Trickster Company – Founded by siblings Rico and Crystal Worl, their mission is to promote innovative indigenous design, particularly Northwest Coast art.


Canyon Records – Located in Phoenix, Arizona, they’re a producer and distributor of Native American music, one of the oldest independent record labels in the music industry!

Drum Hop – Offers the largest online library of old music recordings as well as listing pow wows for Minnesota, Wisconsin, the Dakotas and Canada.

Indian House Records – A 50-year-old record company in Taos, New Mexico, that specializes in recordings of traditional and pow wow music.

RPM.FM – Revolutions Per Minute is a global new music platform, record label, and boutique agency where you can discover the most talented Indigenous musicians from across Turtle Island and around the world.

Tribal Spirit Music – Based in Canada, they specialized in pow wow drums in a variety of sizes and styles.

Pow Wow Supplies & Regalia

Bead & Powwow Supply – Specializes in offering supplies for pow wow regalia and contemporary American Indian art. Based in Mt. Pleasant, Michigan, but you can find them at pow wows throughout the Great Lakes region during the pow wow season. One of the Midwest's best options for American products.

Crazy Crow – One of the largest sources of Native American craft supplies.

Noc Bay – A great online resource of quality Native American Indian crafts, craft supplies and craft kits.

Sharps Indian Store – Based in Oklahoma, they carry quality, handmade regalia and beadwork for all your pow wow needs.

Shokota Pow-Wow Supply, LLC. – A small home-based Native American business located in Fort Hall, Idaho, carrying ribbons, jingles and so much more.

Wandering Bull – Suppliers of Native American Craft Supplies, Vintage and Antique Native Art with a focus on the Northeast Woodlands. Family owned and operated for over 40 years, in Washington, New Hampshire. 

Did your favorite Native American product, business or artist make the list?

If not, please drop a line let us know who we can include for future gift guides and articles!

Let’s lift one another up!


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About Toyacoyah Brown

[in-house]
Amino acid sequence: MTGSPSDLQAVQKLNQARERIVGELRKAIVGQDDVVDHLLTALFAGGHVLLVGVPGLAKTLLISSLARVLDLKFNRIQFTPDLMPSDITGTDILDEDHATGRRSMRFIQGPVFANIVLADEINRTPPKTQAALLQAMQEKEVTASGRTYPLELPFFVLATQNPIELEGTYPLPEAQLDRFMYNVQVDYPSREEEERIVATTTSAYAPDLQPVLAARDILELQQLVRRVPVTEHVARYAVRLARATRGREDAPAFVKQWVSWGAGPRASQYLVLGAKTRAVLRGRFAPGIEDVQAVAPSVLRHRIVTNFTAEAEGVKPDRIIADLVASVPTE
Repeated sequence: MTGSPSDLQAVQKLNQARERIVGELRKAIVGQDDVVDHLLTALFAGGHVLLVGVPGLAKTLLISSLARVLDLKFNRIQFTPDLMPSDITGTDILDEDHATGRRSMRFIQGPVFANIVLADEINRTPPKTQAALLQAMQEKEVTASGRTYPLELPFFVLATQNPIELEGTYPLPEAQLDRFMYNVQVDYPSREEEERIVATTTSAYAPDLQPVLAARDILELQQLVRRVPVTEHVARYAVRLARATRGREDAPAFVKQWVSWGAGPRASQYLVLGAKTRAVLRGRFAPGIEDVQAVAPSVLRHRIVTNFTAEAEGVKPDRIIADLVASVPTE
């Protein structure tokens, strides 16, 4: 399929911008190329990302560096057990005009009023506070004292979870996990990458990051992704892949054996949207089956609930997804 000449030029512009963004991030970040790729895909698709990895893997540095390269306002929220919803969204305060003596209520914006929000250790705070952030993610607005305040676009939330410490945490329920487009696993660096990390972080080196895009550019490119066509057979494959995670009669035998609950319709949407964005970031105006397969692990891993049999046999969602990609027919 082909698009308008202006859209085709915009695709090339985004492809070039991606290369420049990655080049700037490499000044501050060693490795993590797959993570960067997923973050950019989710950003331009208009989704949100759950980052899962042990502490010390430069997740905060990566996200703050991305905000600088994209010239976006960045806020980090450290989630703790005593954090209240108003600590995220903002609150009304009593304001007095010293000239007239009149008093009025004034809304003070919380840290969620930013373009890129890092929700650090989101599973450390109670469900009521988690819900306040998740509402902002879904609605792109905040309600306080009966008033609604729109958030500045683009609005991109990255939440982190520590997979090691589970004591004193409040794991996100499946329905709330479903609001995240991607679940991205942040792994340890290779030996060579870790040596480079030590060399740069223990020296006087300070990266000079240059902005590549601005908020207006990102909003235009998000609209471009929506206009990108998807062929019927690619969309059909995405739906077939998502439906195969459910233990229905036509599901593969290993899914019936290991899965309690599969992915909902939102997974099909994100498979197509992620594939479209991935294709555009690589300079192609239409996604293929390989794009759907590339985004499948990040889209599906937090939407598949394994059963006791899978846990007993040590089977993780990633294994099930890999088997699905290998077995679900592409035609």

Toyacoyah Brown is an enrolled member of the Comanche Nation, currently living in Chicago. She received her B.A. in Journalism from the University of Oklahoma and an M.A. in Media Studies from the University of Texas at Austin. When she's not scouring the Internet for fun things to share with PowWows.com readers you can find her digging for vinyl in her local record store or curling up with a good book.

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THANK YOU for this list. As one of the non Natives, I was unaware about the extent and depth that Native culture, art and traditions were usurped by opportunists looking to make a buck off of our brethren. THIS list helps navigate through the BS to be able to shop and be sure our money is going into Native hands at long last.


What a fantastic resource! Please make this a page that stays on your site! I have saved it for future purchases 🙂


Great list, also check out nativeowned: sacredcirclegiftsandart.com

Dawn Newberry

Agreed!  🙂

Teresa Attean

Seriously, advertising from Wells Fargo . One of the biggest banks supporting oil expansions. How shaming for you to advertise for them. Do your research… I’m going to ask you to drop them as advertisers. Boycott powwow times , what a shame!

Zach Van Stanley

So, I am not positive about this site, but most websites do not get to choose the specific advertisers. They tend to come in groups. There is some choice on who you go through, but it is unlikely that they specifically contracted through Wells Fargo.

Paul G

Wells Fargo has been a sponsor of the site. I choose to work directly with them because of their new commitment to providing increased funding for Native communities and working to improve their relationship with Native people.

Paul G

Thanks for the feedback. I choose to work with Wells Fargo after speaking with them. They have chosen to try and improve their relationship with Native communities by committing $. Take a look here – https://www.wellsfargo.com/jump/enterprise/native-people/


What a GREATY list! Keeping and sharing this!

teddy crump